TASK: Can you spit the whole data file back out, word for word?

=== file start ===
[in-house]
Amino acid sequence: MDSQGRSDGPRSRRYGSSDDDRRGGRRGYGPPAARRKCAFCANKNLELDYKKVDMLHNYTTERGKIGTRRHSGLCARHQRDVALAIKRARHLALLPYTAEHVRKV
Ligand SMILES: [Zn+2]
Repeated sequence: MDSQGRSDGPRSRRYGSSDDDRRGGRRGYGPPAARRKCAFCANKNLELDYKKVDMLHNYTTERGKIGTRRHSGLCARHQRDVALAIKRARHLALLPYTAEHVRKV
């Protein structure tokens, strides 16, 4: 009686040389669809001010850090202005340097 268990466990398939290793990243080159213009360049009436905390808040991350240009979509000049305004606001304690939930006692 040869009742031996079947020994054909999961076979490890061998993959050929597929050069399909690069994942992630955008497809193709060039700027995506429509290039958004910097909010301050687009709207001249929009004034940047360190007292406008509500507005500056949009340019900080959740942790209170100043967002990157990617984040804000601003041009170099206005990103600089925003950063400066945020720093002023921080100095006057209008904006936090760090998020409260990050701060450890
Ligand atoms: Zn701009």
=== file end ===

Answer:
[in-house]
Amino acid sequence: MDSQGRSDGPRSRRYGSSDDDRRGGRRGYGPPAARRKCAFCANKNLELDYKKVDMLHNYTTERGKIGTRRHSGLCARHQRDVALAIKRARHLALLPYTAEHVRKV
Ligand SMILES: [Zn+2]
Repeated sequence: MDSQGRSDGPRSRRYGSSDDDRRGGRRGYGPPAARRKCAFCANKNLELDYKKVDMLHNYTTERGKIGTRRHSGLCARHQRDVALAIKRARHLALLPYTAEHVRKV
């Protein structure tokens, strides 16, 4: 009686040389669809001010850090202005340097 268990466990398939290793990243080159213009360049009436905390808040991350240009979509000049305004606001304690939930006692 040869009742031996079947020994054909999961076979490890061998993959050929597929050069399909690069994942992630955008497809193709060039700027995506429509290039958004910097909010301050687009709207001249929009004034940047360190007292406008509500507005500056949009340019900080959740942790209170100043967002990157990617984040804000601003041009170099206005990103600089925003950063400066945020720093002023921080100095006057209008904006936090760090998020409260990050701060450890
Ligand atoms: Zn701009």